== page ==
I pity the poor Southerner. I pity all those to whom spring comes early.
It’s March. They’re already sweaty, sweltering, with a sheen of oil on their skin. Here, the air is crisp and refreshing, invigorating even.
They have so little time to prepare for bikini season, it’s already upon them. Here, we have months . . . possibly years.
The bright sun means they have to wear sunglasses, and hide the windows of their souls. Here, our eyes are available to others and our pupils are widely, fetchingly dilated, to let in as much gray light as possible.
There, the bright, riotous colors of flowers are harsh and inescapable. Here, the white and shades of gray are soothing and undemanding. They settle for snowdrops while we enjoy snow drops.
Their sleep is rudely disrupted by the sound of raucous birds. All is silent here.
The pollen in the air means their eyes itch and theirs noses run. Here, we breathe free.
They toil in yard and garden, while we luxuriate with needle, thread, book, and brandy, in front of a roaring fire.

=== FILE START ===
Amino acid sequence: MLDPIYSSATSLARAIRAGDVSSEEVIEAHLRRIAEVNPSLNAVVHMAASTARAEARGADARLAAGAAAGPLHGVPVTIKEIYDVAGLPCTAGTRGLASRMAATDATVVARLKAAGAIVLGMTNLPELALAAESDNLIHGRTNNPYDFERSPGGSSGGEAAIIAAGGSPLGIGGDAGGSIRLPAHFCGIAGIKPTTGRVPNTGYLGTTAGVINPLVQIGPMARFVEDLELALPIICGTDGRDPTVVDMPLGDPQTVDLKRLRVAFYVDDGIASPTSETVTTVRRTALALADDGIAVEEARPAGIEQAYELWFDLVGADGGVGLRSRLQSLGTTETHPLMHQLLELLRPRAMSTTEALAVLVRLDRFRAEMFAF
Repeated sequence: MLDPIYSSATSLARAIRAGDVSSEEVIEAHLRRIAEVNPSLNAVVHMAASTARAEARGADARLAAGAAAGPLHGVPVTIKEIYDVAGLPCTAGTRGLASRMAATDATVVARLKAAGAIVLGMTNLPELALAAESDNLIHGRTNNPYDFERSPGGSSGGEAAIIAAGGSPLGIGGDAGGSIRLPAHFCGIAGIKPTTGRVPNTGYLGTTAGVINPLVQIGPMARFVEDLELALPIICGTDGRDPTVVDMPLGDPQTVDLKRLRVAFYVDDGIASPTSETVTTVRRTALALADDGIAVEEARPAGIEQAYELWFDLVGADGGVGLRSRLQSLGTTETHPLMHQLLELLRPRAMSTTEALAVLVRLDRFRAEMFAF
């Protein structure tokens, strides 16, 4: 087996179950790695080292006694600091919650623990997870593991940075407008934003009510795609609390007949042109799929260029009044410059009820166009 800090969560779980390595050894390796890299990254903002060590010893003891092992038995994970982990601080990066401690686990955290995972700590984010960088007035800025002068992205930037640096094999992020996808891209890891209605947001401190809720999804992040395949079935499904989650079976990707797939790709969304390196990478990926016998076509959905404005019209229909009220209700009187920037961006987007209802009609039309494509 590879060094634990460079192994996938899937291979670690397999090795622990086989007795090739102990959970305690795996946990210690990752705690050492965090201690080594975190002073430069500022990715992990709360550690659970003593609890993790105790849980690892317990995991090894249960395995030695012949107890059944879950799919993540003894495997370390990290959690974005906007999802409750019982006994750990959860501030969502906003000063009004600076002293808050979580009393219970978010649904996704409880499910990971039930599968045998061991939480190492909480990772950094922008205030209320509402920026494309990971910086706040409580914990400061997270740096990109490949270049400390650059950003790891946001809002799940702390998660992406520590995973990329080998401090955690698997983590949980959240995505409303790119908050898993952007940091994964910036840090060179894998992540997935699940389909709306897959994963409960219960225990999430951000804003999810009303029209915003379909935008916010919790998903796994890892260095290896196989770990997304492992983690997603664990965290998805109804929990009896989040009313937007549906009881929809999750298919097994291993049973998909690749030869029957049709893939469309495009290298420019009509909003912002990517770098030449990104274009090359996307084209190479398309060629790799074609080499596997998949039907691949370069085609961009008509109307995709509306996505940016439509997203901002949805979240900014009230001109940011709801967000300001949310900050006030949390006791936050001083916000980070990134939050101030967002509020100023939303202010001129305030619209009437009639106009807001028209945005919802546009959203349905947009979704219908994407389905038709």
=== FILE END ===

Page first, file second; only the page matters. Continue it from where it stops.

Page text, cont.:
Their days are placid, boring, without excitement. Here, we await, with shortened breath and pounding hearts, the arrival of the next drama with a Christian name—Quinn, Riley, Skylar. Toby . . . is that you on the horizon?
They pay gym memberships and go looking for ways to exercise. Here, we get our exercise for free—shoveling snow, pushing cars from drifts, building snow families.
They drive on clear roads, never learning survival tactics. Here, we have the satisfaction of knowing the gut wrenching, bowel-loosening feeling of competence that comes with pulling out of an icy skid just short of the ditch.
They no longer enjoy know the sheer relief of hot chocolate in cold hands. The thrill of a snow day, listening to the radio and hearing your school’s name on the closure and cancellation list. The atavistic jolt of a fireplace that provides more than simple atmosphere.
No snow angels. No warm maple syrup straight from the boiler. No need for Irish fisherman knit sweaters and Bean boots and Yaktrax, while watching the St. Patrick’s Day parade..
Pity to all of you for whom spring came early . . . you’re missing so much.
The rest of us, this March, let us thank Providence that you and I are Northerners.